Don’t worry about reforming the church; reform your own faith.

Evangelical Christians and Politics

I am reading a book called, The Evangelicals. It is a history of the Evangelical movement within American Christianity, particularly the political involvement they have gotten into over the years.

It’s a 600 page book. The first 200 pages dealt with Wesley through Billy Graham. The last 400 is from Billy Graham to today. It has bogged down tremendously.

One fascinating thing that stands out to me is how ridiculous, from a historical perspective, church leaders look when they get involved in politics.

Politics is driven by fear. There are HUGE problems, so vote for us to solve them. If they solved them; you wouldn’t need them anymore! So, they never get around to solving issues, just changing them and freaking everyone out along the way so they get votes.

When the Church, which is allegedly filled with people with eternal hope, gets involved in temporal squabbles heightened by fear, they look really stupid.

This is especially true when they fall for predictions about the future. There have been so many “threats” to us that should have wiped us out. But none of the major fears ever developed and predictions, predictably (!), fail.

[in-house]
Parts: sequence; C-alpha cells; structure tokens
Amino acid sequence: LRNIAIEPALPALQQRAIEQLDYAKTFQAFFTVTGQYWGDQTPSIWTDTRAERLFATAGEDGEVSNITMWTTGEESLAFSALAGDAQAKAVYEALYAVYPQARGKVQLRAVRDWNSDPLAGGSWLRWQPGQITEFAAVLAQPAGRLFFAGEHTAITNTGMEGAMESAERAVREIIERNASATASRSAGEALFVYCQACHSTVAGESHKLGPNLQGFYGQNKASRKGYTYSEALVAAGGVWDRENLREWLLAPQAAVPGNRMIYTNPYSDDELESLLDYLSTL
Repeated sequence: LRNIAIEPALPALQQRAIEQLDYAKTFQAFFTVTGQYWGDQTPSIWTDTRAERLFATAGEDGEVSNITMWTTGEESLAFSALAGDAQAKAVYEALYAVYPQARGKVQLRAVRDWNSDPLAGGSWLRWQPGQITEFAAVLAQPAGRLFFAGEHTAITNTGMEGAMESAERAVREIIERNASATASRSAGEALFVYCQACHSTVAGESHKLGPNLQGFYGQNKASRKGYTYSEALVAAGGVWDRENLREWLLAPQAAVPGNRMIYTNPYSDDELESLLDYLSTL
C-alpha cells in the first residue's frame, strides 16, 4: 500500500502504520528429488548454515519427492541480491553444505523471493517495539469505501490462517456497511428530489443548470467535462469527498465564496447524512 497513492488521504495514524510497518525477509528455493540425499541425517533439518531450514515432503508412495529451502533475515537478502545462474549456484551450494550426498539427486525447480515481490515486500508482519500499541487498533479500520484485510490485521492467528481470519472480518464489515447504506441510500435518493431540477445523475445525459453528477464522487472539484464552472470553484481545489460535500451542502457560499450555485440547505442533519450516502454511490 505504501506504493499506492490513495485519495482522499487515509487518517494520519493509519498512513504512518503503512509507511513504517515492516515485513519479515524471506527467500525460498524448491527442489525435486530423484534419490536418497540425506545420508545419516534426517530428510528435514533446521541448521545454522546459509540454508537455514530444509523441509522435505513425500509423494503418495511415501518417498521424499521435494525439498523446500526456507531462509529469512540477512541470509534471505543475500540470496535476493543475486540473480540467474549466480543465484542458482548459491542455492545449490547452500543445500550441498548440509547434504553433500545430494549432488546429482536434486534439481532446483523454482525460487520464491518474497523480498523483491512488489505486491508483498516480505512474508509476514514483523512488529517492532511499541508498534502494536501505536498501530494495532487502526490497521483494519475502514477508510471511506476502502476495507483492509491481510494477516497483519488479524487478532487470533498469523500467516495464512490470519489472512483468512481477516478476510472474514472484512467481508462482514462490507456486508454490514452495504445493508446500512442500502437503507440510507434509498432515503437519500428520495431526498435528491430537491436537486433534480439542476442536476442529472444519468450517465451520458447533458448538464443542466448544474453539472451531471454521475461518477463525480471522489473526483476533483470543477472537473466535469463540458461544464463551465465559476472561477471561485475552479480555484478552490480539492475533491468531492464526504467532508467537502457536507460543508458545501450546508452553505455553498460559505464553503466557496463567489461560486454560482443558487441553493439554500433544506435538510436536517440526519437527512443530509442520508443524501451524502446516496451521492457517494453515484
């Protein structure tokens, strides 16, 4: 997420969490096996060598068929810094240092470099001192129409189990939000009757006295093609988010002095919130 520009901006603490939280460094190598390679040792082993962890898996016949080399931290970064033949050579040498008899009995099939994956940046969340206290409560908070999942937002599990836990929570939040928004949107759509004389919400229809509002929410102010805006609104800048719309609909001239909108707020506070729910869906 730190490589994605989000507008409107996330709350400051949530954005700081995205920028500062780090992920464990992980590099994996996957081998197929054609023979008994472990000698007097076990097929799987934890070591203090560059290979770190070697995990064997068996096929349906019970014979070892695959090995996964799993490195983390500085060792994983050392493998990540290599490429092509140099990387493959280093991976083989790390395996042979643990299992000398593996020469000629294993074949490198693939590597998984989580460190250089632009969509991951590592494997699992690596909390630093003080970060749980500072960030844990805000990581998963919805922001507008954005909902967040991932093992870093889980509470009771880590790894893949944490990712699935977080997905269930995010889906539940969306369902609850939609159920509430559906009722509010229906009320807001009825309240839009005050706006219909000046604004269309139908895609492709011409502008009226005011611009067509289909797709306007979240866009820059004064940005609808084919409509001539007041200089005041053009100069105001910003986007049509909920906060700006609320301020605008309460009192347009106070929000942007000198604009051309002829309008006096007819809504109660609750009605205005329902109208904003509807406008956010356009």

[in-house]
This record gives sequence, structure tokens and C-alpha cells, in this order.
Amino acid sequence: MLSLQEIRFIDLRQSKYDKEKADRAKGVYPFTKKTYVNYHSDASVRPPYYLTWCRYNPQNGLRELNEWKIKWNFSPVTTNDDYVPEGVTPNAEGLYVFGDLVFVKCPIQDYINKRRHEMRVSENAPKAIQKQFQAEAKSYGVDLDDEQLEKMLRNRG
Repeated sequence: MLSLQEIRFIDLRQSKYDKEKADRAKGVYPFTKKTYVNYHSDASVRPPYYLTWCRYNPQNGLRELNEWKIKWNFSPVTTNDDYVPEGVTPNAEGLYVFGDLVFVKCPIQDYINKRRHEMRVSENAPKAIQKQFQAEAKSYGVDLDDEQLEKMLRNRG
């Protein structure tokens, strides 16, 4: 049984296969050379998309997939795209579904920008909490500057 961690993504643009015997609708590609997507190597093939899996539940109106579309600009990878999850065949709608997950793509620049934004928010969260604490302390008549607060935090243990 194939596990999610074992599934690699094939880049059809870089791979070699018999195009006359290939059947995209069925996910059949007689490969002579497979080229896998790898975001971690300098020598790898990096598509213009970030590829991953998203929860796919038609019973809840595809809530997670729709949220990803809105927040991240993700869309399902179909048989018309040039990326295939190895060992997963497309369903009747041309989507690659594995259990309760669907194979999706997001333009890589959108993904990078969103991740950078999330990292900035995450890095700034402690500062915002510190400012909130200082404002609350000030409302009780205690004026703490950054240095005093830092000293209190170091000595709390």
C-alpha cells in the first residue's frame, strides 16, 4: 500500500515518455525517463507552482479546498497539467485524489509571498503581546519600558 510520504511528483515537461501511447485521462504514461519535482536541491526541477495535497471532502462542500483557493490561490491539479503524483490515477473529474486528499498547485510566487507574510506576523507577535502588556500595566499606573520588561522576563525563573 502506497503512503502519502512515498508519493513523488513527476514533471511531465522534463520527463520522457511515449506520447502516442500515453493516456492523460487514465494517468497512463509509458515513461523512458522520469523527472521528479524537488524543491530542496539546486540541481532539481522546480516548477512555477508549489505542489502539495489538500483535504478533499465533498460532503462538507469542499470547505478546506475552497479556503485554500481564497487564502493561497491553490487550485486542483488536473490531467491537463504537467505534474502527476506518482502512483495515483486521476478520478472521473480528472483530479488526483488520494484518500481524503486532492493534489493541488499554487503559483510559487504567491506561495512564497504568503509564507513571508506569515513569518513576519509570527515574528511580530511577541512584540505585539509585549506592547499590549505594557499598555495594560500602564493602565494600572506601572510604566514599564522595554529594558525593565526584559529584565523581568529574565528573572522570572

What happened was Evangelicalism, which originally just meant people who were focused on the Gospel (the “evangel” part of Evangelical), got wrapped up with politics. Billy Graham solidified the movement. He thought he was doing the right thing at the time. Richard Nixon broke his heart.

The church got sucked into Republican politics with the Moral Majority and so forth in the 1970’s-90’s. They got carried away and got used, while America continued to remain firmly nowhere near Evangelical ideals.

So, the church learned its lesson. It got tired of being lumped in with rightwing nutjobs. Which brings us to today.

While reading this book about the roaring 70’s-90’s Republican Christian Might, a debate over the Social Gospel erupted.